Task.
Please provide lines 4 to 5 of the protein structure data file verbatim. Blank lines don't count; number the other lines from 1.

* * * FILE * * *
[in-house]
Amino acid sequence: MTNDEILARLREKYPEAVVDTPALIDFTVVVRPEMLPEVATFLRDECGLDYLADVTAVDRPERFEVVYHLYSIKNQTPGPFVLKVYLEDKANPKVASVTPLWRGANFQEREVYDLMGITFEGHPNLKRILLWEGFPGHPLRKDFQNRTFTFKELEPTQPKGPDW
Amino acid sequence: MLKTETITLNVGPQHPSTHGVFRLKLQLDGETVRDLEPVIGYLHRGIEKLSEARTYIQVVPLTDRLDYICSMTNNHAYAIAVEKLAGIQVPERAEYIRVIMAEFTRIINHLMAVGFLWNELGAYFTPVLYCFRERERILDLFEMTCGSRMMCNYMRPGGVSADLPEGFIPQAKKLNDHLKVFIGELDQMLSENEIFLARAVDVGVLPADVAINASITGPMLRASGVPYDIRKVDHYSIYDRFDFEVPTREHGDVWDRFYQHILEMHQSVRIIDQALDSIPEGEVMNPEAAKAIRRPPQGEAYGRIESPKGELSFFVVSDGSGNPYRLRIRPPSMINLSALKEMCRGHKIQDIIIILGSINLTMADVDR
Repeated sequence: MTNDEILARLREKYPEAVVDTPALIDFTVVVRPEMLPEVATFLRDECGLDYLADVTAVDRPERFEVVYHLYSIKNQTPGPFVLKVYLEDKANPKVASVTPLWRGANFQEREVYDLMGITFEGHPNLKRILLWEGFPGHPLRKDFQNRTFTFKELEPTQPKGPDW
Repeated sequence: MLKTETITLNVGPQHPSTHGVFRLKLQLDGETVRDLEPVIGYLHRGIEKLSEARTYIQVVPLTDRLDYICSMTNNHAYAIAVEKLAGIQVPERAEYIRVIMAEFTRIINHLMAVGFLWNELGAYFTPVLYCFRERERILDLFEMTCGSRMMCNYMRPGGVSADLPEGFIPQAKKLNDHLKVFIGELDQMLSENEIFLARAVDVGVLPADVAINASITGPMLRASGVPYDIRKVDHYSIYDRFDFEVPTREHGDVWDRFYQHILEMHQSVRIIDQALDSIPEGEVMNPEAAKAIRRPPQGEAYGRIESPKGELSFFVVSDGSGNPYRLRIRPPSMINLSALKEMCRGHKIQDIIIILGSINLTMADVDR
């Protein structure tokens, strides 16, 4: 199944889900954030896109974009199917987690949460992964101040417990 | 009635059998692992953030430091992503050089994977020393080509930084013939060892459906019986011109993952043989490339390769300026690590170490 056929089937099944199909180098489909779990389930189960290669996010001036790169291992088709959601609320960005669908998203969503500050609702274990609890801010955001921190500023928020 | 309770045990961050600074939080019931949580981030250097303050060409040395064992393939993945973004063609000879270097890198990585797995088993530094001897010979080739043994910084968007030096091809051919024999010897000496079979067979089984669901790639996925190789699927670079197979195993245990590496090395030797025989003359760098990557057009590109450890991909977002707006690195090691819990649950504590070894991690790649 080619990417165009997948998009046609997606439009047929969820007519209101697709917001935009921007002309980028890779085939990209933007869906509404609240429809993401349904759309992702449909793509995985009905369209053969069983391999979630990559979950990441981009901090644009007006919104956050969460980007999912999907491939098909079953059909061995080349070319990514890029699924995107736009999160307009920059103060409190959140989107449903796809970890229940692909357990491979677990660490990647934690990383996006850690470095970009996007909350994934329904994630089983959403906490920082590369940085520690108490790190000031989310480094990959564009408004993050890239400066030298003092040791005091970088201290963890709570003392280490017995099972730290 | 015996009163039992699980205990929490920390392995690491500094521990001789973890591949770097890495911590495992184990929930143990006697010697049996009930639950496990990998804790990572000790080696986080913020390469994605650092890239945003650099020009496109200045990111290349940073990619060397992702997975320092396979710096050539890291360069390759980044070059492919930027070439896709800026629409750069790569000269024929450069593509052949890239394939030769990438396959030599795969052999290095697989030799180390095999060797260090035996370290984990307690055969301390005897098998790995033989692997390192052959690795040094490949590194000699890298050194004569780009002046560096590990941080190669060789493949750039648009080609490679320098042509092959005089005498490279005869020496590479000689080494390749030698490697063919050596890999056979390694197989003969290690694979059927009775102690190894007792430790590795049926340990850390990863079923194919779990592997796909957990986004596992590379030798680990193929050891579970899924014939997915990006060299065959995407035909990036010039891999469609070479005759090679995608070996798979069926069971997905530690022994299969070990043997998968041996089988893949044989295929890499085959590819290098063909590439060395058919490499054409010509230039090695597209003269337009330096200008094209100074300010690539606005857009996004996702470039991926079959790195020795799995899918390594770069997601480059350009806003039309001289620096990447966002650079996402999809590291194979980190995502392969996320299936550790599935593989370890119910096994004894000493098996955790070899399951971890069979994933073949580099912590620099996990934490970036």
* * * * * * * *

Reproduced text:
Repeated sequence: MTNDEILARLREKYPEAVVDTPALIDFTVVVRPEMLPEVATFLRDECGLDYLADVTAVDRPERFEVVYHLYSIKNQTPGPFVLKVYLEDKANPKVASVTPLWRGANFQEREVYDLMGITFEGHPNLKRILLWEGFPGHPLRKDFQNRTFTFKELEPTQPKGPDW
Repeated sequence: MLKTETITLNVGPQHPSTHGVFRLKLQLDGETVRDLEPVIGYLHRGIEKLSEARTYIQVVPLTDRLDYICSMTNNHAYAIAVEKLAGIQVPERAEYIRVIMAEFTRIINHLMAVGFLWNELGAYFTPVLYCFRERERILDLFEMTCGSRMMCNYMRPGGVSADLPEGFIPQAKKLNDHLKVFIGELDQMLSENEIFLARAVDVGVLPADVAINASITGPMLRASGVPYDIRKVDHYSIYDRFDFEVPTREHGDVWDRFYQHILEMHQSVRIIDQALDSIPEGEVMNPEAAKAIRRPPQGEAYGRIESPKGELSFFVVSDGSGNPYRLRIRPPSMINLSALKEMCRGHKIQDIIIILGSINLTMADVDR